Photoautotrophs lacking chlorophyll a are
A. Cyanobacteria
B. Red algae
C. Brown algae
D. Bacteria

119.1k+ views
Hint: Chlorophyll is a chemical pigment present in almost all of the autotrophic organisms. It is found in the thylakoid membranes of the chloroplast. It helps organisms to create chemical energy by utilizing light energy. Chlorophyll a is the primary pigment of photosynthesis. It is not present in bacteria that do not absorb orange-red and violet-blue areas of visible light.

Complete answer: The photoautotrophs refer to those organisms that utilize light energy to make their food. Plants and some microbes are photoautotrophs. Chlorophyll is the key pigment that is responsible for the process of photosynthesis through which the photoautotrophs make their food. Chlorophyll is a chemical pigment that is found in the organelle called the chloroplast. Chlorophyll is majorly of two types. These are chlorophyll a and chlorophyll b. chlorophyll a is the primary pigment and chlorophyll b is the accessory pigment. The function of chlorophyll a is to absorb light in the range of orange-red and violet-blue. It is responsible for transferring the energy to the reaction center. It is a primary electron donor. Cyanobacteria are prokaryotic bacteria that are photosynthetic. They lack organized chloroplasts as present in eukaryotes. Their photosynthetic apparatus is distributed peripherally inside the cytoplasm. The blue-green bacteria do contain chlorophyll a and produce free oxygen as a photosynthesis byproduct. Most of the cyanobacteria produce cyanotoxins. These are dangerous chemical substances that are products of energy conversion.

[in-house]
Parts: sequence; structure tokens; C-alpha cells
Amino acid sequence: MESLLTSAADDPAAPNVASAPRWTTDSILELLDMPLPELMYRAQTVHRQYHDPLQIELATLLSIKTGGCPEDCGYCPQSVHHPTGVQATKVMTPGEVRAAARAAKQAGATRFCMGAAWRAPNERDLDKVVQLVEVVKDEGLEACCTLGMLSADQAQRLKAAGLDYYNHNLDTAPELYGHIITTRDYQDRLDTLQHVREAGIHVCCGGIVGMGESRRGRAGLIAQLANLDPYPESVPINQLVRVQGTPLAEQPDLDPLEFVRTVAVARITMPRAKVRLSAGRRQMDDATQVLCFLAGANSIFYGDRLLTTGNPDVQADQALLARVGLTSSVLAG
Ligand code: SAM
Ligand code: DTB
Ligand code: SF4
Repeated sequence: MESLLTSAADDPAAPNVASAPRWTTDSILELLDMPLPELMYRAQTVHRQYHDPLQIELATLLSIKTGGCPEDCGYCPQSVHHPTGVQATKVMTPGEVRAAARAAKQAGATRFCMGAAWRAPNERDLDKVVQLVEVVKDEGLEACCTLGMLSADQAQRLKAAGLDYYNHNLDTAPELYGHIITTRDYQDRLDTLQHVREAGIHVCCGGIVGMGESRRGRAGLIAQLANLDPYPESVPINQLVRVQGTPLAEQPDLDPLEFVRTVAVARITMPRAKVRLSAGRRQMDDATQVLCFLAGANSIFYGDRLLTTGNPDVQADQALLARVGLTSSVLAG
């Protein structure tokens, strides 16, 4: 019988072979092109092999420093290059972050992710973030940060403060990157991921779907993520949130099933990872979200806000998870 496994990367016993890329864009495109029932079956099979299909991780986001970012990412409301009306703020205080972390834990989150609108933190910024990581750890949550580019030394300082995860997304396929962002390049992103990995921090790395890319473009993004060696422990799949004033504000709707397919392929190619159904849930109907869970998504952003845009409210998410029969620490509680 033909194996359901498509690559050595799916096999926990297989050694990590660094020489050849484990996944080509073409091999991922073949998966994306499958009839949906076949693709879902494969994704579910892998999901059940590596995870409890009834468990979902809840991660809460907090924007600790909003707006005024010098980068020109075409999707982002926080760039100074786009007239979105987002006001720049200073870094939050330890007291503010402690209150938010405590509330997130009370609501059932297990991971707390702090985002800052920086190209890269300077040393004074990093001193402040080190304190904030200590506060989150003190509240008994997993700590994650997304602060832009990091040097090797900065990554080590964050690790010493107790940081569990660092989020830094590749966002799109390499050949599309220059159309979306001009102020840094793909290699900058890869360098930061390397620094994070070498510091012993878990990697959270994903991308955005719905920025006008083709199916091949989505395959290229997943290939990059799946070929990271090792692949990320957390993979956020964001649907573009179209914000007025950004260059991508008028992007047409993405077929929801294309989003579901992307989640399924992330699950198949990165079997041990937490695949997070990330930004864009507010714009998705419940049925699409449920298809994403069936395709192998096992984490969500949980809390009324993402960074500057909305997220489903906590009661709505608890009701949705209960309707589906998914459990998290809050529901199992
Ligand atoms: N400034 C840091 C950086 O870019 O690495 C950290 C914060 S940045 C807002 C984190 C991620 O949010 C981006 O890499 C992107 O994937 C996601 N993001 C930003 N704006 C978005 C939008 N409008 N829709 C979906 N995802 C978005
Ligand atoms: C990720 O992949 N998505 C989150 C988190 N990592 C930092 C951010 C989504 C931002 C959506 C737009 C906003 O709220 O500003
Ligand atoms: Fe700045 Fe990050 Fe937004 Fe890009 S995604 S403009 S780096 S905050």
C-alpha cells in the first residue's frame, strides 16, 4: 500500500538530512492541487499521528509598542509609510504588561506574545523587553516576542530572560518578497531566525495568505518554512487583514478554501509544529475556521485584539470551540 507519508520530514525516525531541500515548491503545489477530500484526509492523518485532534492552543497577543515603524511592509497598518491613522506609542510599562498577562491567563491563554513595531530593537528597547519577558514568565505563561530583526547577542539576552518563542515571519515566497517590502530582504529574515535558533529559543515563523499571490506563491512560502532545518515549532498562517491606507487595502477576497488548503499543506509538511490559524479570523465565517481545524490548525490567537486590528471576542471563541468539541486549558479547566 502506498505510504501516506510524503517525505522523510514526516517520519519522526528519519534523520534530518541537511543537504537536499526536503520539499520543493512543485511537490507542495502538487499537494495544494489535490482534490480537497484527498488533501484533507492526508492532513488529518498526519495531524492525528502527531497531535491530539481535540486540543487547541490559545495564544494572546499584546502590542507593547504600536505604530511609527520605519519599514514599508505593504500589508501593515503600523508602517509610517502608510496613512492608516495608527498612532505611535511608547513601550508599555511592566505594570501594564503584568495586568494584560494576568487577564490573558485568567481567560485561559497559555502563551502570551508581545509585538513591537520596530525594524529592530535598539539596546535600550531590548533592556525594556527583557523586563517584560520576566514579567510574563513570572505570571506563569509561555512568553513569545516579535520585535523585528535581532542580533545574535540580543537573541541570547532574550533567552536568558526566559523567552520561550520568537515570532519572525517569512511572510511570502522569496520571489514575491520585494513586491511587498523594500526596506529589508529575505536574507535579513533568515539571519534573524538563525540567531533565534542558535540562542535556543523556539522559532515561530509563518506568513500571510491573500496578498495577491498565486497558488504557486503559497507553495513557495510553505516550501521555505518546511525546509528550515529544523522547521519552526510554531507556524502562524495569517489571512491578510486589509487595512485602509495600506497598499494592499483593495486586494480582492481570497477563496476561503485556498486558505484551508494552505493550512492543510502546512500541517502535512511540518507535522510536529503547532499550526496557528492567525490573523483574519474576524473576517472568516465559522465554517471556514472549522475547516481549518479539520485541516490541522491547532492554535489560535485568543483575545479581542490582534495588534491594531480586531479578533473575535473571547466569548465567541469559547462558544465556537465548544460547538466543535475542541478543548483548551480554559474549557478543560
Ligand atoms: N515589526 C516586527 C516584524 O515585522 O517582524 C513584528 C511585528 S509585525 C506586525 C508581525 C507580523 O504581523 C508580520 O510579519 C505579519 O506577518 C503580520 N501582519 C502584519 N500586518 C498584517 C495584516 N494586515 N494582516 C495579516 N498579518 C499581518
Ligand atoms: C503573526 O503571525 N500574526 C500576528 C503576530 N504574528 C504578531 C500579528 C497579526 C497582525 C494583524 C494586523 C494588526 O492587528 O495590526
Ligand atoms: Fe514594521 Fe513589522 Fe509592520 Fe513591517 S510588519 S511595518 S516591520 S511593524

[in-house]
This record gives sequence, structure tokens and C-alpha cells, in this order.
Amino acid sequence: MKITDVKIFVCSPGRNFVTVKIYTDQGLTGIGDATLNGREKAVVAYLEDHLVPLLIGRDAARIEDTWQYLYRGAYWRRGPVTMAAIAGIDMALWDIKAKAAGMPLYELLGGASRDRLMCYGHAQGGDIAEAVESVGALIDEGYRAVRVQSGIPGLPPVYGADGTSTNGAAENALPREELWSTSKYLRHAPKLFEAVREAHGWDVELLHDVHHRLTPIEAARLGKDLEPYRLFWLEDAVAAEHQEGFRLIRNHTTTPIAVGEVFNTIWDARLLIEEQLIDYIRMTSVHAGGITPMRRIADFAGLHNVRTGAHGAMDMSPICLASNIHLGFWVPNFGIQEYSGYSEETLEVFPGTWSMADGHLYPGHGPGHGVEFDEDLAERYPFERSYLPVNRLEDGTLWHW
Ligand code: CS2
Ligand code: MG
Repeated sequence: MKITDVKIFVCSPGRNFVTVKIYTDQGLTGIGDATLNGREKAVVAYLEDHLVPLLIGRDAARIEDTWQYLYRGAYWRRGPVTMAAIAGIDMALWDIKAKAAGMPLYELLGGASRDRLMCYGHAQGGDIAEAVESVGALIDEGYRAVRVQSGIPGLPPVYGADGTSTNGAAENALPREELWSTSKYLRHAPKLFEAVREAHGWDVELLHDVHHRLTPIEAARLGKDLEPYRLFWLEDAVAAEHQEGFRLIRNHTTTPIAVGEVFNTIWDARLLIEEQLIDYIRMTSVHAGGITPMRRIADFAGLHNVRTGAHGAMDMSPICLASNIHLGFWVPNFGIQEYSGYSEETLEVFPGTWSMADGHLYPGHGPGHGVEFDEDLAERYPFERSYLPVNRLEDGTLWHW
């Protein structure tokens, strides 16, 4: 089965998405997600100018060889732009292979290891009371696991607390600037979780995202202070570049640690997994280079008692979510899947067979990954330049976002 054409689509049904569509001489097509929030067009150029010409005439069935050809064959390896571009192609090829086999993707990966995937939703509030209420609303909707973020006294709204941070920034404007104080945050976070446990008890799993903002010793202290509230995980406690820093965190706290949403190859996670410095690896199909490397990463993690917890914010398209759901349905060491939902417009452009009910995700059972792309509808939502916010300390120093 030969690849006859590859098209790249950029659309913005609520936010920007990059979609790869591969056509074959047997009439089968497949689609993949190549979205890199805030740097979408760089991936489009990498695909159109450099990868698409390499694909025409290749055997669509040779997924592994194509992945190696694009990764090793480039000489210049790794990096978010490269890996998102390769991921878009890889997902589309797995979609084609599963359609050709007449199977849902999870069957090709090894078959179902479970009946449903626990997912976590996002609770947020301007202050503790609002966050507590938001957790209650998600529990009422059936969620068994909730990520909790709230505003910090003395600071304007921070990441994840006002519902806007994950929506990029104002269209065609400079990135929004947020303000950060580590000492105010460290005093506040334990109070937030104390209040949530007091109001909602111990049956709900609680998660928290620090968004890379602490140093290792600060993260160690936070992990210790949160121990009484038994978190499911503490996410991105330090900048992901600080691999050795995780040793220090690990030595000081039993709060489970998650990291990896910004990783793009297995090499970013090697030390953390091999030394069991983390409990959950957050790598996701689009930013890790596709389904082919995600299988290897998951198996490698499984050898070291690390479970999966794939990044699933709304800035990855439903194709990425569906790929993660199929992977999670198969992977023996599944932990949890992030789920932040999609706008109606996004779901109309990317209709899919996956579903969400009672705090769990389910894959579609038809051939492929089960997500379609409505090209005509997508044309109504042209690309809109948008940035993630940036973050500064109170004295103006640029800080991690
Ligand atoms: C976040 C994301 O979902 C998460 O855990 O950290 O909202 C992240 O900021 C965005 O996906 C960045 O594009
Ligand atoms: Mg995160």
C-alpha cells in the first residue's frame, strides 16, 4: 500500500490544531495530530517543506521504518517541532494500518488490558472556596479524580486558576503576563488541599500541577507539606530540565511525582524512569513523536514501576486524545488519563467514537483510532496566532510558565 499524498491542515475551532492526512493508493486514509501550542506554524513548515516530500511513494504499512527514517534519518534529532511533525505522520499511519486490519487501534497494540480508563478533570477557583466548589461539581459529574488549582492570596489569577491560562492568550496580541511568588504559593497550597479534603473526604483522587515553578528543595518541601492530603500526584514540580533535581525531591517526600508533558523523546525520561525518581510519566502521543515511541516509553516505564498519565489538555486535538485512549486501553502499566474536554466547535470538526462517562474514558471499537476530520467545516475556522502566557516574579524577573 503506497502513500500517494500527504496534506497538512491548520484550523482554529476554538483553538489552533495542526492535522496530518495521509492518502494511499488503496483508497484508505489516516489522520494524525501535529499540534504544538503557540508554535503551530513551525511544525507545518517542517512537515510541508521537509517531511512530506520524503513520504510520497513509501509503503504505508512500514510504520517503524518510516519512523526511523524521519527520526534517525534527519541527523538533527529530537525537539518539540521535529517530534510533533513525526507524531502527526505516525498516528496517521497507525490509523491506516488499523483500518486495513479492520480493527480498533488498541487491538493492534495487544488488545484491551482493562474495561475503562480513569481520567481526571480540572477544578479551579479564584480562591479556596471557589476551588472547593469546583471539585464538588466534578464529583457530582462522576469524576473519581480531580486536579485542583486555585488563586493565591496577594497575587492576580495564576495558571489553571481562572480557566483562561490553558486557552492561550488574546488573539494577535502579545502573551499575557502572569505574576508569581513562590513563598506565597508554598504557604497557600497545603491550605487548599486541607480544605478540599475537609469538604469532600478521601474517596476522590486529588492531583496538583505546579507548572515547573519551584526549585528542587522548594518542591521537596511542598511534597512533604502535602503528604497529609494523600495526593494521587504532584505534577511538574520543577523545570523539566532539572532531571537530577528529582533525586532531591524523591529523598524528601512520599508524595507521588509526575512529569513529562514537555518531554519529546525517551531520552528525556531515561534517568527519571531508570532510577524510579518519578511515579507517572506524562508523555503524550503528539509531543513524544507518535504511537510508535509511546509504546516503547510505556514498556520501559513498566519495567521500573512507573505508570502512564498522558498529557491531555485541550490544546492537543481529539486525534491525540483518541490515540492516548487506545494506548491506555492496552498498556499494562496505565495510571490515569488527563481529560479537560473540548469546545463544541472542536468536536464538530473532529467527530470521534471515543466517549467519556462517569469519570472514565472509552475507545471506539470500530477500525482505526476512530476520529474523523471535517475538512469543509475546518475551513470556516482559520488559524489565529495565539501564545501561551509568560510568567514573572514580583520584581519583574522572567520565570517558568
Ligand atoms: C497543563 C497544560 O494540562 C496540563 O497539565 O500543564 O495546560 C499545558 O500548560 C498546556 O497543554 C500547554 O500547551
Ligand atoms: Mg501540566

So, from the above discussion, we can conclude that option A is correct.

Note: Cyanobacteria are thought to be the causative organisms of the great oxygenation event in the early Earth’s environment. They are considered to be the first organisms that converted the early oxygen-poor and reduced atmosphere into an oxidizing one.